Wade probably needs another surgical procedure because painting his toenails didn't seem to cure what's ailing him. According to Windhorst, no matter what he does surgically and how hard he works out with longtime trainer Tim Grover, Wade will be limited for the rest of his career, to the point where he can be effective for three weeks but then needs to be rested for two. That kind of schedule might work for the regular season, but you obviously you can't just take two weeks off in the middle of the playoffs.

Bosh, meanwhile, has turned soft. A nice guy, a great quote, but still soft. This was his explanation to the Shandel Richardson of the Sun Sentinal about not wanting to play in the post anymore:

"For some odd reason, I always get double-teamed still," Bosh said. "I don't understand it. That's the reason I really stopped because every time I go down there, I get double-teamed. I was just like, `For what?' They won't double-team LeBron, but they'll double-team me?"

Since when is getting double-teamed a bad thing? That means somebody else is wide open and you can kick it to them for a three. That's what you want. The Spurs would probably post Duncan more if he still got doubled.

Bosh also had some telling quotes after the Finals, telling the Associated Press that the season wasn't fun at all for him.

"I don't think anybody really enjoyed this season like in years past. There was no, like, genuine joy all the time. It seemed like work. It was a job the whole year. Winning was just a relief. Losing was a cloud over us sometimes, and then we'd break out of it -- and then go right back. But we got here. We had a chance. They were just better."

I don't dislike James nearly as much as I used to. He's matured quite a bit and is a bit more gracious about his opponents. His new-found love of reading has dramatically improved his vocabulary. He's just really polished now. I won't blame him if he jumps ship from this flagging franchise. Spoelstra is an enabler and has relied too heavily on James, making him do everything on both ends of the floor. It's almost abusive at this point. Sure, I get that James' gravity is so overwhelming that his greatness demands that kind of "give him the ball and get out of the way," mentality while four guys just stand around, but James needs to be saved from himself by a more secure, self-assured, big-picture-minded coach.

The thing is, he shouldn't have to take a penny less if he decides to stay in Miami, even if the goal is to acquire another star or more help. He's so, so, good that he deserves all the money and more. Nobody's gonna remember it five years from now, but James was waaaaaay better in these Finals against the Spurs than he was a year ago. All his teammates just got worse.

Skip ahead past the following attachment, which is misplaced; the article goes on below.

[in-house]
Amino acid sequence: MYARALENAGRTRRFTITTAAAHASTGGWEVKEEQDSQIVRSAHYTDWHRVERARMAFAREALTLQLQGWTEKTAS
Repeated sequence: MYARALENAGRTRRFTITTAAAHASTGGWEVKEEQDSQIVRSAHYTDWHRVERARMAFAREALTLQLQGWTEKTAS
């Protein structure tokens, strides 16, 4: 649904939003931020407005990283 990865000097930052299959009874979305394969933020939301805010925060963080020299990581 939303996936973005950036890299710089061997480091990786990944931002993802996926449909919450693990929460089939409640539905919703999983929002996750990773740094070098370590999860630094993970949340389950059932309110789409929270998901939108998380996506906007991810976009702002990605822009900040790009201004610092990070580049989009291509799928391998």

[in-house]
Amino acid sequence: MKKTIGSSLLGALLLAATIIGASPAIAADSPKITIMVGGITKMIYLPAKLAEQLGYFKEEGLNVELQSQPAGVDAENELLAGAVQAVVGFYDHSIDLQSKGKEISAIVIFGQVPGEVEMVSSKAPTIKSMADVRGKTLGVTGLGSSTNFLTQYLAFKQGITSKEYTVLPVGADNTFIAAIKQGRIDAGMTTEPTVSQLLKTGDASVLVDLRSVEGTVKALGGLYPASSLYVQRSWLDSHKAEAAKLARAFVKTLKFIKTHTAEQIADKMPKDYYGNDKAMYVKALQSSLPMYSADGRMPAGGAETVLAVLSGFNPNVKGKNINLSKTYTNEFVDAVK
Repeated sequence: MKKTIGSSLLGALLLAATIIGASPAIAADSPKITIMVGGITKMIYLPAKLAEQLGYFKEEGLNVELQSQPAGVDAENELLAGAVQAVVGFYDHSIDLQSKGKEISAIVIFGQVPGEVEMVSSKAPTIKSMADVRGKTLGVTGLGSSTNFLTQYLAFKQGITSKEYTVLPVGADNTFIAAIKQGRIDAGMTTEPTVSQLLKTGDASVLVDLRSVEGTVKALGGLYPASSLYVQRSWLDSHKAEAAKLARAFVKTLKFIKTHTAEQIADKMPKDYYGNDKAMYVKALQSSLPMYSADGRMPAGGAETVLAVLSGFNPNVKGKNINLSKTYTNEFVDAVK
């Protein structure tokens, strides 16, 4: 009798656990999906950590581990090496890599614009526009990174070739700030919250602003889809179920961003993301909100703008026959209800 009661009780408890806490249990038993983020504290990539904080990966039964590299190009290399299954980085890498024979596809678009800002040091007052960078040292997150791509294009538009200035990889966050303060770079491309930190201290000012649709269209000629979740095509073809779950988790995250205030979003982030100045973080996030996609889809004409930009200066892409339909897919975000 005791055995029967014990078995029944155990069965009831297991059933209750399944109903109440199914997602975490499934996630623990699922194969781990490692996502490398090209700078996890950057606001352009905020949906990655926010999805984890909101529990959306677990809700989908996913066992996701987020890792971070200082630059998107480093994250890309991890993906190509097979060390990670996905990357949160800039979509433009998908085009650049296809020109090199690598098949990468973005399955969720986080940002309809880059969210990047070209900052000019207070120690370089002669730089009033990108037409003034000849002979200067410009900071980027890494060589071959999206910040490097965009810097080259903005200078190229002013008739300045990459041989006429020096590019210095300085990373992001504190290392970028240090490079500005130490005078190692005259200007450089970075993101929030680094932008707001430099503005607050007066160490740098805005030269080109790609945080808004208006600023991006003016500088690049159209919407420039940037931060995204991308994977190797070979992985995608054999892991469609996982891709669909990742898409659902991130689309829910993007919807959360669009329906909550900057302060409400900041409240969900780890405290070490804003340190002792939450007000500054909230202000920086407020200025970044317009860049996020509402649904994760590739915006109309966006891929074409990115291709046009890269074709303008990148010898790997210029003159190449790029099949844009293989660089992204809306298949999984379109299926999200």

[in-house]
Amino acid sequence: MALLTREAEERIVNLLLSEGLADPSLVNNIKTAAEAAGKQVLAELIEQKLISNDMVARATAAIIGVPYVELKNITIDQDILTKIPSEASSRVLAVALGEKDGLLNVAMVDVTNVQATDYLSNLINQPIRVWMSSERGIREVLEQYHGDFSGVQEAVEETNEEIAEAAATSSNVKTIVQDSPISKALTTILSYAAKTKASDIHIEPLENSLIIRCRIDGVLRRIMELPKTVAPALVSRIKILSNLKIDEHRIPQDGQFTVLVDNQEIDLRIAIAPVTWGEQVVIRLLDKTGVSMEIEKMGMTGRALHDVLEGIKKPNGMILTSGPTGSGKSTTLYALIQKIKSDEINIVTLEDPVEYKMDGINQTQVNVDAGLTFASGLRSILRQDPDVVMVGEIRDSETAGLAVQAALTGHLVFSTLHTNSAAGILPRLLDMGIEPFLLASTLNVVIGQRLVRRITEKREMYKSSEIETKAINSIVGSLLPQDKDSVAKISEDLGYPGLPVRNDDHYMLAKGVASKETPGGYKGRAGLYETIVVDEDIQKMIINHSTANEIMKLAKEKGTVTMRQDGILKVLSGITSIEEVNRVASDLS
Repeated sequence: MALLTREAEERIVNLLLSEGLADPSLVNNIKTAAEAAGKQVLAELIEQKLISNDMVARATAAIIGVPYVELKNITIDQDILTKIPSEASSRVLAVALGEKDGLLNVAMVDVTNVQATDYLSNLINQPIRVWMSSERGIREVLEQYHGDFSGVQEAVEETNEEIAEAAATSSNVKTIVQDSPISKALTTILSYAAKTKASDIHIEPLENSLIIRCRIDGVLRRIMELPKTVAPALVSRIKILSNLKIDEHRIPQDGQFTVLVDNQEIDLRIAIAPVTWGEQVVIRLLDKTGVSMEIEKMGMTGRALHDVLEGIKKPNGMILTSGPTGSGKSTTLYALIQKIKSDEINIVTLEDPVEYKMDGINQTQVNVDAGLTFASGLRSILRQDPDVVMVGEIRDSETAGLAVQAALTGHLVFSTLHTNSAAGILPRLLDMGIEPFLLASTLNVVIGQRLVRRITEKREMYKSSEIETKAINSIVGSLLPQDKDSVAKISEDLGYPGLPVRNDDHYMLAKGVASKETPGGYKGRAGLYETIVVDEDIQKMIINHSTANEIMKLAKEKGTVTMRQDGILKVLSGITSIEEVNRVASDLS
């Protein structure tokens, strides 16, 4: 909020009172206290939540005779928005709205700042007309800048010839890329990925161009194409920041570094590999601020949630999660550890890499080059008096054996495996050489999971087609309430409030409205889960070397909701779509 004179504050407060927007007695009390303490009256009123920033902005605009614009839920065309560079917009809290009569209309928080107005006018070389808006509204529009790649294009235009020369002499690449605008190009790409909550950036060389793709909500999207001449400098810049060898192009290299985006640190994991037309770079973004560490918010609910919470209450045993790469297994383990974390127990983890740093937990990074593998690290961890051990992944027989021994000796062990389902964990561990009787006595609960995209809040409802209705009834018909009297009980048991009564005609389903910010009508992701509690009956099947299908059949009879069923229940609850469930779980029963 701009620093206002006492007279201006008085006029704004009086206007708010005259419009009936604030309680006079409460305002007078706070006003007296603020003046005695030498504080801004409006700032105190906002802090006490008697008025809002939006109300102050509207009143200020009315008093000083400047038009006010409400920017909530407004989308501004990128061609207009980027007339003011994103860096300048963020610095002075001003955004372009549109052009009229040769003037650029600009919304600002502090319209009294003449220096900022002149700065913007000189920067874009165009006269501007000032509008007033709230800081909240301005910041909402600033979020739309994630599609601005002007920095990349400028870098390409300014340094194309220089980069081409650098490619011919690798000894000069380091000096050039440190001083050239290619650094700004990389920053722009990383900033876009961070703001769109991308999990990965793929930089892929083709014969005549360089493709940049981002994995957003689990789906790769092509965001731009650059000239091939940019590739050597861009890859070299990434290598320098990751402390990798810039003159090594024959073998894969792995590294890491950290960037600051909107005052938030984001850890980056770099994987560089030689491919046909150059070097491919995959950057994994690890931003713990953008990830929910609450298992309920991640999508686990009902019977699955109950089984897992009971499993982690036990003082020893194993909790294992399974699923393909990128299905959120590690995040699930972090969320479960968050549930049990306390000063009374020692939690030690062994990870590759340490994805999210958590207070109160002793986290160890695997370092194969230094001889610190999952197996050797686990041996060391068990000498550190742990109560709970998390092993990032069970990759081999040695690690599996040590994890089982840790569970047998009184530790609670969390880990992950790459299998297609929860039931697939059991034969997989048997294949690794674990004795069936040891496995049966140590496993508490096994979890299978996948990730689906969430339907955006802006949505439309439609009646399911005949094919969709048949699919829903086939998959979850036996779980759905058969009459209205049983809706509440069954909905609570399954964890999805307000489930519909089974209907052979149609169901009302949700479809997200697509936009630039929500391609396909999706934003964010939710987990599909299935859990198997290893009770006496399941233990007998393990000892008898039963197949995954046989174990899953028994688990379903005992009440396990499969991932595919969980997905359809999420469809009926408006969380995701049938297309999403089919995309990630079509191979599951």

Wade, who is far more annoying, has to chop his salary by half or more and agree to be their Ginobili. He's got to become a sixth man and give the team a good 25 minutes instead of a mediocre 33. He also needs to really work on his three-pointer in the off-season. It's just sad that a guy who can't really go to the rim anymore keeps trying to barrel into people because he doesn't trust his jumper.

Bosh needs to agree to a sharp pay cut or be shipped out. He needs to be willing to get back in the paint, especially if it draws doubles. The Heat offense was devastating last year when he worked from the high post and Spoelstra used to run his whole offense through Bosh, similar to what the Spurs were doing with Diaw, and calling him the team's "most important player." He's got to go back to being that guy instead of a glorified spot-up shooter. You don't pay three-point shooters $20 million.

It's going to be interesting to see what happens with these guys. The impression that I get is that the Heat would love to dump Wade, but it's not really up to them. He has the player option and might very well decide to opt in, even though it'll kill their cap room. If he agrees to opt out, it would likely be to sign an extension for more years and more overall money, but less salary. He's not going to just agree to hit the bricks. Same deal with Bosh. It's his choice.

I wonder if they both decide to opt in for one more really overpaid season if that'll be James' cue to leave. At some point James has to level with those two, right? "Look, this is how good I am, this is how good you are, there is no way we should be making the same money." I suspect that Heat president Pat Riley will take a similar tack with Bosh and Wade, telling them that if they opt in for those balloon salaries and force James' hand, there is no way either will be re-signed in free agency.

So yeah, I kind of felt sorry for James for a minute there. I'm as shocked as you are.

But I got over it pretty quickly when I saw our guys hugging each other on the bench.